News Roundup: Fifth Circuit Court Hears Arguments In Texas ‘Motor Voter’ Case

Our daily look at Texas headlines.

By Becky FogelFebruary 6, 2019 7:48 pm

The Standard’s news roundup gives you a quick hit of interesting, sometimes irreverent, and breaking news stories from all over the state.

Tuesday, Fifth Circuit judges heard oral arguments in a case involving the state’s motor voter law. The Texas Civil Rights Project is challenging the fact that Texas only updates voter registration for people who update their information in-person at a Department of Public Safety office. That does not happen when Texans update their driver’s license information online. And attorneys argue that means the state is treating voters differently, which violates the National Voter Registration Act – or NVRA.

Matthew Frederick represented the state of Texas.

He said the plaintiffs didn’t have any reason to sue because they were able to register to vote. And he told the judges, under state law – an in-person signature is key for voter registration.

“We do believe that under state law we are required to have a signature and that serves at least a couple of the purposes that Congress intended to further in the NVRA, which is protecting the integrity of the election process and maintaining the accuracy of voter registration rolls,” Frederick said.

When it was time for the plaintiffs to share their take, Charles S. Siegel, a partner at Waters and Kraus, LLP, said the lawsuit from the Texas Civil Rights Project does have standing and voters renewing their licenses online were put at a disadvantage.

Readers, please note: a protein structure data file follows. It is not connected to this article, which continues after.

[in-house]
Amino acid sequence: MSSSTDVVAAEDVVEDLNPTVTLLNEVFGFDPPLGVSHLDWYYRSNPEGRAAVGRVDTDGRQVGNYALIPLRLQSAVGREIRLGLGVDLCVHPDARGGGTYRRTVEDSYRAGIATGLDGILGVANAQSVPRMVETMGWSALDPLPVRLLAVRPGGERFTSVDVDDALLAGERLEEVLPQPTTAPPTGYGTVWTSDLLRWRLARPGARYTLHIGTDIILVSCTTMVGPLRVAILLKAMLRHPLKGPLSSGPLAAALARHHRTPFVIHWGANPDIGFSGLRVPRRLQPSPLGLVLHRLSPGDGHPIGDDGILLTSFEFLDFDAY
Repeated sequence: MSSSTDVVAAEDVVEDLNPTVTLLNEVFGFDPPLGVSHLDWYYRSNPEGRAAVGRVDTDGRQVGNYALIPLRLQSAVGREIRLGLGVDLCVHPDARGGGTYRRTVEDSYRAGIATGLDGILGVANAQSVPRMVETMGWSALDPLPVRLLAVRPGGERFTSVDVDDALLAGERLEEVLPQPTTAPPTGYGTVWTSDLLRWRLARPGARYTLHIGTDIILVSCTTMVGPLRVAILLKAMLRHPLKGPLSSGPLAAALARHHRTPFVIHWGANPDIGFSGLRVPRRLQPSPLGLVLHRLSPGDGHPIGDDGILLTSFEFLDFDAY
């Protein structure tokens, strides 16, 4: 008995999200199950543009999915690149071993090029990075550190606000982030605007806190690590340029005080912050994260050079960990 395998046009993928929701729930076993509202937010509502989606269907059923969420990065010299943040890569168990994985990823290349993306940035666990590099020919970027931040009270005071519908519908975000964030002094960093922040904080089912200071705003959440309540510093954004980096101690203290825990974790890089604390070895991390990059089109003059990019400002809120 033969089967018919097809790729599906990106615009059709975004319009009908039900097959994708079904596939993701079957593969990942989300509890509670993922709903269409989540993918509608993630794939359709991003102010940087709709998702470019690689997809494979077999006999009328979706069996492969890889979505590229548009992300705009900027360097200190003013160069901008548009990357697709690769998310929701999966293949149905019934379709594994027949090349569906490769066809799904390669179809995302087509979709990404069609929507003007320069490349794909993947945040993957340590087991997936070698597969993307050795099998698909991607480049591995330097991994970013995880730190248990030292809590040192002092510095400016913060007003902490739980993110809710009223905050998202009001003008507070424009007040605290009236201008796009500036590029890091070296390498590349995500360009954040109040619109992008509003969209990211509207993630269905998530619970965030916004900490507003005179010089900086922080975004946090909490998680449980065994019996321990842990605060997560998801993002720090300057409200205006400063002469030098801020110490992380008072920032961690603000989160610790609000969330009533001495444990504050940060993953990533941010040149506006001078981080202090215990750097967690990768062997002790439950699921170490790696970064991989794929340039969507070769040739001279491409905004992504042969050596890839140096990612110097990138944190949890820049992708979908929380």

“When they interacted with DPS online they were not given the NVRA-mandated simultaneous voter registration change,” Waters said.

Plaintiffs in the case estimate that at least 1.5 million Texans complete online transactions with DPS every year and aren’t afforded an opportunity to register to vote or change their registration.

Another Texas case headed back to the Fifth Circuit Court of Appeals involves a challenge to the state’s efforts to kick Planned Parenthood out of its Medicaid program.

As KUT’s Ashley Lopez reports, state officials want to remove Planned Parenthood from the program immediately.

State officials told Planned Parenthood back in 2016 that they were dropping its women’s health clinics from Medicaid because of a highly-edited video purporting to show illegal activity. A year later, a federal court struck down the state’s efforts because the change would affect vulnerable women in need of health services. But then a few weeks ago, the Fifth Circuit lifted a court order that was stopping the state from removing Planned Parenthood. Now all the judges in the Fifth Circuit say they plan to weigh in on the case. Texas Attorney General Ken Paxton said in a statement that he’s hoping the court says “Planned Parenthood cannot challenge the state’s decision to remove from it from the Texas Medicaid program.

Former U.S. Representative and Senate contender, Beto O’Rourke, says he will decide whether he’s running for president in 2020 by the end of February. The Texas Democrat broke the news during a Tuesday taping of Oprah Winfrey’s “SuperSoul Conversations from Times Square.”

Fellow Texas Democrat Julian Castro declared his candidacy last month.